90-730.4

Section C: nothing in this Article shall be construed to require any of the following.

  1. A government-sponsored medical assistance program or private health insurer to reimburse a person for costs associated with the medical use of cannabis
  2. An employer to accommodate the medical use of cannabis.

So, is cannabis medicine or isn't it?

It isn't necessary to argue the requirement for insurance to be mandatory, but the exclusion should not be mentioned either.

NCCPN rejects the addition of language that excludes insurance companies from covering the medicine defined in this bill.

Recent NJ Legal Precedent

Judge Ingrid L. French, a state administrative law judge from New Jersey, has ruled that an Egg Harbor man’s insurance company must cover the costs of medical marijuana. This could theoretically establish  legal precedent for cannabis patients.

Judge French says Andrew Watson’s insurance company is obligated to cover the costs of his voter-approved medical marijuana. Watson’s case sought financial reimbursement for the medicinal cannabis he purchased at a local medical marijuana collective, after enrolling in the state’s medical cannabis program in 2014. Judge French ruled that Mr. Watson’s medical condition was consistent with New Jersey’s list of qualifying conditions.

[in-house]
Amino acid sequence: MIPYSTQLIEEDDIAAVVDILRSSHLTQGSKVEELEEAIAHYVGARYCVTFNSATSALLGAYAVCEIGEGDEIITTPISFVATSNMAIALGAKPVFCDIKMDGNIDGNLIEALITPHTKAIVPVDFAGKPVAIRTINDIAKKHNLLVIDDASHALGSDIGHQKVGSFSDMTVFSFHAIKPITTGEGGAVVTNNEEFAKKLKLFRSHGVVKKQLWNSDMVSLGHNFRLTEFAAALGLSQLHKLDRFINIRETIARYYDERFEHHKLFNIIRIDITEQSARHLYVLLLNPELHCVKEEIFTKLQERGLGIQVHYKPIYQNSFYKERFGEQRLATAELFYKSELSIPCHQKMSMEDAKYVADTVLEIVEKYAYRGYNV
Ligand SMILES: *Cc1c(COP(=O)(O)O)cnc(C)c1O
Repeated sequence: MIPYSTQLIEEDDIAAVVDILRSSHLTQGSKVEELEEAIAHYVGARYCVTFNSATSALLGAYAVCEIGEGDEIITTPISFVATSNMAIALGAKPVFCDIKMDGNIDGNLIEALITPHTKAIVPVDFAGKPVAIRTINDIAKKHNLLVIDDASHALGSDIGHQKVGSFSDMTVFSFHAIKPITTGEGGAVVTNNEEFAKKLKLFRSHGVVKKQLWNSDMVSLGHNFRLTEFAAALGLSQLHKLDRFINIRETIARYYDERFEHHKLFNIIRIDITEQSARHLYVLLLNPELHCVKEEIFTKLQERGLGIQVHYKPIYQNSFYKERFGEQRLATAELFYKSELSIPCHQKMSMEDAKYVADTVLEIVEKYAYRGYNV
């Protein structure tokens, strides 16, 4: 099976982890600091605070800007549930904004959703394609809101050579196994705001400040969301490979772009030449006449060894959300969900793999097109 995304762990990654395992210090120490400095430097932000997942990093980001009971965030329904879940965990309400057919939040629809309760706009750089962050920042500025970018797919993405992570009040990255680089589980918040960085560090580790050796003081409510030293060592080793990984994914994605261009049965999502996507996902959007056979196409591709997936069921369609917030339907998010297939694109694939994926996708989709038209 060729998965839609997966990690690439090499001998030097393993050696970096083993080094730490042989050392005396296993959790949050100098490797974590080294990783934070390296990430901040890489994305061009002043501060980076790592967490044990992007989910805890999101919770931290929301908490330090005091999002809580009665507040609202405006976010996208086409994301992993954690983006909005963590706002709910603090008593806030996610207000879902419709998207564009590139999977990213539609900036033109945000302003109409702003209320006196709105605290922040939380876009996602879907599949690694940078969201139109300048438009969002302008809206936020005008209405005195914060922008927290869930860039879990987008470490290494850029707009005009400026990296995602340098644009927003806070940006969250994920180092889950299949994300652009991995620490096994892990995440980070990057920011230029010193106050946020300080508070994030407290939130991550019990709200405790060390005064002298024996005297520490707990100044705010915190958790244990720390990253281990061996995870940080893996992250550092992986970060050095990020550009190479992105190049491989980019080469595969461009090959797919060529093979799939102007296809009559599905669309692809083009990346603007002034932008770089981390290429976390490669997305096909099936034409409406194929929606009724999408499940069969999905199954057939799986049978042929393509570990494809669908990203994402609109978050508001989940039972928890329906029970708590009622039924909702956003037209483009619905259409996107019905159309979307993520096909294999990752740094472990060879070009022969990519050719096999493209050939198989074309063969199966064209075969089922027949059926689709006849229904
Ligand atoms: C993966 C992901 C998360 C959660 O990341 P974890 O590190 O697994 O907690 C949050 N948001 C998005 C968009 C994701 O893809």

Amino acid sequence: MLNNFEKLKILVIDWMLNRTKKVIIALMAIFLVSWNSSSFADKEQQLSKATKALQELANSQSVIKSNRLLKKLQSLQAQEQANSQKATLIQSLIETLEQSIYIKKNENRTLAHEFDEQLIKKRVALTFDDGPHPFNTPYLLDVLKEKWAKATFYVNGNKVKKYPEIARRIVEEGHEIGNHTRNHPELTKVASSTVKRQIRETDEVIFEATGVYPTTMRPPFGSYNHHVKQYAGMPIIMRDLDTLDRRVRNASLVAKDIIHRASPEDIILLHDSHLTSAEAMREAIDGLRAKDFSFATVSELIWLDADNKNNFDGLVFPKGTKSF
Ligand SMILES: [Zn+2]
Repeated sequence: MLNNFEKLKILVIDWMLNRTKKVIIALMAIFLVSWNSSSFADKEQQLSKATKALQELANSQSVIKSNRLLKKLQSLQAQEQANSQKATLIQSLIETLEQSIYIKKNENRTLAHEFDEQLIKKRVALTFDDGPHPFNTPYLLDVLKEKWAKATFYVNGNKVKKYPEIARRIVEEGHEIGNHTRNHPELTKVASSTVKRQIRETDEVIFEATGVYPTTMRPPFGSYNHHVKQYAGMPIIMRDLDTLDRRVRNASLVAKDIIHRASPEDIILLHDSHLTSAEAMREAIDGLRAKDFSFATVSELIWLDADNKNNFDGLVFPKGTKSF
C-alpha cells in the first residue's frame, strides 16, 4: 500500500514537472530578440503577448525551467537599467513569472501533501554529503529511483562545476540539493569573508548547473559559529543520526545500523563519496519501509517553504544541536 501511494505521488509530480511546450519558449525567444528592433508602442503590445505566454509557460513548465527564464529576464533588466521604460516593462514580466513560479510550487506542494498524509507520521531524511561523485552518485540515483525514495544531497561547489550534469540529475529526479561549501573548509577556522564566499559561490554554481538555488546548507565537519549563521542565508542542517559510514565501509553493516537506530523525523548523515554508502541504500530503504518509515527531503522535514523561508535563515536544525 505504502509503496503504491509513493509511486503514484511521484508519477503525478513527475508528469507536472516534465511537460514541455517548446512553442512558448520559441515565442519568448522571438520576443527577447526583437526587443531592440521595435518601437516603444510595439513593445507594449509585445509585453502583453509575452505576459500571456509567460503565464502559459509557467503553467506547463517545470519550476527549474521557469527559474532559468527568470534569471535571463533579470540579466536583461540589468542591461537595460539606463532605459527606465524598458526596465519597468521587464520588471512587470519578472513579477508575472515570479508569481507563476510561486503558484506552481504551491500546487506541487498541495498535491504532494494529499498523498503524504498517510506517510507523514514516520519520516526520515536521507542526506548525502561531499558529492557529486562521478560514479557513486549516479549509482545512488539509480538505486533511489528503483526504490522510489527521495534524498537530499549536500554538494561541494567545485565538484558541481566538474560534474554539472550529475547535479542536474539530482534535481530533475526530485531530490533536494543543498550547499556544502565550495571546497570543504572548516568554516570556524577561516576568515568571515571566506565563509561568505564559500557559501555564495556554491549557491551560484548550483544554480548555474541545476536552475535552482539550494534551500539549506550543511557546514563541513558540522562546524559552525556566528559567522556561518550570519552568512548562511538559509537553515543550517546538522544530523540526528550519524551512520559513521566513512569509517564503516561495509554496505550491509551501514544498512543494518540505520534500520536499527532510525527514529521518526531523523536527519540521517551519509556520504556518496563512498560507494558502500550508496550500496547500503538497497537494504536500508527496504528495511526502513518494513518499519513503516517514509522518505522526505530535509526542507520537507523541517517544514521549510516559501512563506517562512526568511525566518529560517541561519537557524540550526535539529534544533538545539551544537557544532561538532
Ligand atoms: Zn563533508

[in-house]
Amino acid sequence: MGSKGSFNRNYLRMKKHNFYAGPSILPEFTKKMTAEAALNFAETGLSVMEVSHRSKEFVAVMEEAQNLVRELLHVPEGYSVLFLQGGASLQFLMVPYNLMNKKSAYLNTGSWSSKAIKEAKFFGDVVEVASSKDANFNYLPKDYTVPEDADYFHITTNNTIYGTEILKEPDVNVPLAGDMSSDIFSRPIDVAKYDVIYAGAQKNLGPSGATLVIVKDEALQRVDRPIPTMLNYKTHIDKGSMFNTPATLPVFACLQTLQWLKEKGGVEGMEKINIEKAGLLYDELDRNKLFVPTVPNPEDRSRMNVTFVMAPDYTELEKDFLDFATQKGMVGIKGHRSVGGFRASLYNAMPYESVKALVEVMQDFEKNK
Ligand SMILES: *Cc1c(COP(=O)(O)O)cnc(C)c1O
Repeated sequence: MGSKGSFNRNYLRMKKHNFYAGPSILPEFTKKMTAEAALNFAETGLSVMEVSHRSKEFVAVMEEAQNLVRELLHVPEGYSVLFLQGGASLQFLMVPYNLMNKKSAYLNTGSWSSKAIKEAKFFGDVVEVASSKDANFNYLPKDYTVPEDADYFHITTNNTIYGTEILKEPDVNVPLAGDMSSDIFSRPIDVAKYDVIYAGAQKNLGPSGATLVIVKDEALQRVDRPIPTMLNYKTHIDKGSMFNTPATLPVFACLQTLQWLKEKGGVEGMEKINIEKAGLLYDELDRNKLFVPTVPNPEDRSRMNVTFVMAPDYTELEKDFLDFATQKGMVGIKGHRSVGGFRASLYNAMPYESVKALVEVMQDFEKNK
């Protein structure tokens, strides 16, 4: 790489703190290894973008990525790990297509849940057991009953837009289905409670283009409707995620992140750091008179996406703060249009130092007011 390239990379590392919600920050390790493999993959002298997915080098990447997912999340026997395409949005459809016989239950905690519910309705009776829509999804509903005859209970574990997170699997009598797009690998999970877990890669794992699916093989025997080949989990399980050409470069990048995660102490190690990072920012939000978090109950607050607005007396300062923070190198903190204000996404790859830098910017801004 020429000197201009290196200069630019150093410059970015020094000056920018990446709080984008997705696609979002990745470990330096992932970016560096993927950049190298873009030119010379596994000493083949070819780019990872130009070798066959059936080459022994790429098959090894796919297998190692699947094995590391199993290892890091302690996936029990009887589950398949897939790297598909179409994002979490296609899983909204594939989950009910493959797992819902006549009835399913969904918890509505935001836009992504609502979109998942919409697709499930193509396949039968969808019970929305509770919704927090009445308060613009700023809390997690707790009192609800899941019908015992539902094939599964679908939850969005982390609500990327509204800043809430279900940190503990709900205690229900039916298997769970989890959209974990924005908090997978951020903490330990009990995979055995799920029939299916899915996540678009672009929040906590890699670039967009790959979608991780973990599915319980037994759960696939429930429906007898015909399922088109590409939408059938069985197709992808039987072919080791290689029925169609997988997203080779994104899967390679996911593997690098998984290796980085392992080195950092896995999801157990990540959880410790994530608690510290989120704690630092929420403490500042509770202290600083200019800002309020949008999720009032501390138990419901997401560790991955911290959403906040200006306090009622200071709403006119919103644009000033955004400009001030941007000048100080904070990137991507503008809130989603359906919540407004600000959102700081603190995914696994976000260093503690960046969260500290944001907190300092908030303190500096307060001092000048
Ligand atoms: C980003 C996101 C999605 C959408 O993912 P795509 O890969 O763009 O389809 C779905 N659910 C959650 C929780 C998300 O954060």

After listening to the testimony provided by the Egg Harbor plaintiff and considering the testimony of a local neurologist/psychiatrist, the judge agreed that medical marijuana is indeed medicinal and should be covered by Watson’s insurance company.

“The evidence presented in these proceedings show that the petitioner’s ‘trial’ use of medicinal marijuana has been successful. While the court is sensitive to the controversy surrounding the medicinal use of marijuana, whether or not it should be prescribed for a patient in a state where it is legal to prescribe it is a medical decision that is within the boundaries of the laws in the state.”

The Judge believed that Watson’s chosen holistic approach to pain management was better than medicating with opiates. The Judge also called the plaintiff’s decision “cautious, mature, and… exceptionally conscientious.”

This ruling could potentially set a future precedent for others to follow.

Watson’s attorney, Philip Faccenda, believes the judge’s ruling is a “less expensive treatment modality” for patients seeking assistance from New Jersey’s Workers Compensation industry. A ruling like this makes insurance support the decision to choose medical marijuana over addictive opiates for managing paint which is a win-win situation for both patients and insurance companies alike.